We’ve all heard about how the French won’t talk to you if your French is not perfect. Yet French people have always been very patient with and encouraging of my weak French skills. Bill has had the same experience.

cartoon of snobby poodle in beretPerhaps we were blissfully oblivious of being shunned or disparaged. Maybe we are just less perceptive than French people are polite. Possibly we have such expectations of intolerance of our broken French that we are immensely pleased that anyone puts up with it at all.

Whatever the case, we actually find people in France to be quite welcoming in spite of their formidable reputation. True, ebullience is not considered a French cultural forte, so it sometimes takes a little guileless American persistence (or blundering) to find the cracks in the French resistance.

Walking Our Way into a Conversation

It was a fine sunny day in Pau, and we decided to walk south across the river through the adjacent village of Jurançon. We were aiming loosely for a wooded green hill that had some trails on it, according to our phone maps. Walking down a residential street, we found ourselves in a cul-de-sac which ended in the parking lot behind a large, modern apartment block.

Private property sign in French

We could see a sign which said “Private Property — Access for residents only”, but because that would mean a long backtracking of our steps, we decided we couldn’t read French. We could see the main street that we wanted to get to, just the other side of the building, but we weren’t sure if we could get there by walking around the apartment building.

An older woman was exiting the building accompanied by her little chihuahua-esque dog. She said sternly in French, “This is for residents only.”

Talking Our Way Out of a Cul-de-Sac

I said, less firmly in wobbly French, “Ah, yes, we are just trying to get to that street in front there. Is it possible to get through?”

“It is only for the people who live in this building. Where are you going?  Where have you come from?” We answered her somewhat skeptical interrogation as best we could, and kept her talking. Bill brought out his phone map to show her where we are from, but she fussed that it was too small for her to see.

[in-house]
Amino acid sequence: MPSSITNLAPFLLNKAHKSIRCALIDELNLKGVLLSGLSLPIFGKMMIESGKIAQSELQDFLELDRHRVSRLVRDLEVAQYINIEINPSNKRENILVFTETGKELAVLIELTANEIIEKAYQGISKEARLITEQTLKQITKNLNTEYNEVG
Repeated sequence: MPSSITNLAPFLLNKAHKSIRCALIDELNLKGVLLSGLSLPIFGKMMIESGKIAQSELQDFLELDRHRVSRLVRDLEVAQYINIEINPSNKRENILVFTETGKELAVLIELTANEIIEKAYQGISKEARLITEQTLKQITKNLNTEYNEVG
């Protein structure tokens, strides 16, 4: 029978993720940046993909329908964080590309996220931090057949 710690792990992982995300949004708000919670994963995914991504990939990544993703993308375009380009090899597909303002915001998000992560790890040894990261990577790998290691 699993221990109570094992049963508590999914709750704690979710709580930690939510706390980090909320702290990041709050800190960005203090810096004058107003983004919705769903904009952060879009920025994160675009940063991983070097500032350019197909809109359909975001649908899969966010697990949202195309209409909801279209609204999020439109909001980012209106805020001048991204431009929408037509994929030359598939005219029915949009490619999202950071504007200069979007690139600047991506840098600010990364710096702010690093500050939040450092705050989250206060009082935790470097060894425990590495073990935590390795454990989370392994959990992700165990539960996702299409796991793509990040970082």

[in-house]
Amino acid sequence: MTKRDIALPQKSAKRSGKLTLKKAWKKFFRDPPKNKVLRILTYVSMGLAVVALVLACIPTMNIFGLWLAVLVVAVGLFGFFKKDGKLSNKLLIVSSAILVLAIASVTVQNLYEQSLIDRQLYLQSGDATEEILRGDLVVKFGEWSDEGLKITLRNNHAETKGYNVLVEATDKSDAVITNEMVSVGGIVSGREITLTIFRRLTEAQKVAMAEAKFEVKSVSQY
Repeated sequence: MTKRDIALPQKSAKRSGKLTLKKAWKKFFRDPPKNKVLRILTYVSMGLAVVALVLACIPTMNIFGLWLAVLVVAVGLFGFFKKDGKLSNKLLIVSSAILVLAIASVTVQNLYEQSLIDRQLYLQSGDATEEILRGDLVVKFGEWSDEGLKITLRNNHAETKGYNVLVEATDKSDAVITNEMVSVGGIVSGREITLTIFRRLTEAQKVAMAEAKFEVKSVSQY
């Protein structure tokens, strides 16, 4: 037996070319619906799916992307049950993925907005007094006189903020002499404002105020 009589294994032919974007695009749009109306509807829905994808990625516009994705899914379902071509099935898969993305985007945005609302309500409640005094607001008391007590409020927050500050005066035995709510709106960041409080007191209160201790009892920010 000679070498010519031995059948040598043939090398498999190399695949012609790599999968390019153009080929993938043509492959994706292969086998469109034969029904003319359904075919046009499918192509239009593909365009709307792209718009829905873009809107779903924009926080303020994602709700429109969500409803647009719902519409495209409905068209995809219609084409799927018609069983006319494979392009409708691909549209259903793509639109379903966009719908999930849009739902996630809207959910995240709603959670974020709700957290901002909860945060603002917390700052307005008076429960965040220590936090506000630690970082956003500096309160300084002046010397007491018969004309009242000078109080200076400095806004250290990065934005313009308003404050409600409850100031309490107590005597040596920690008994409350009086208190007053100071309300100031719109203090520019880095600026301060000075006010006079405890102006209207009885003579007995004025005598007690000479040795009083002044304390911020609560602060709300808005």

I was able to translate some of what she was saying for Bill, because my mental rolodex of French vocabulary spins a little faster than his. But Bill is very good at drawing people out and getting them to tell their histories. He really missed his calling as an FBI agent.

She was from another part of France, where her father had been a professor of something, but he decided he liked the Pau area, and so the family moved there in the 1970’s.

I said that my mother had been a professor of English, and also my grandfather had been a professor of Romance languages. I told her Bill was an electrician. Bill giggled and mimed reaching up to change a light bulb, said, “Oui, comme Claude François!” They both began laughing their heads off.

Claude François record & cover
Claude François

Bill feigned shock that I did not know who the famous French singer and songwriter was — he wrote “My Way…”, among many other hits — or that he died an untimely death at 39 while reaching for a light fixture when he was taking a shower.

The Shared Joke Broke the Crust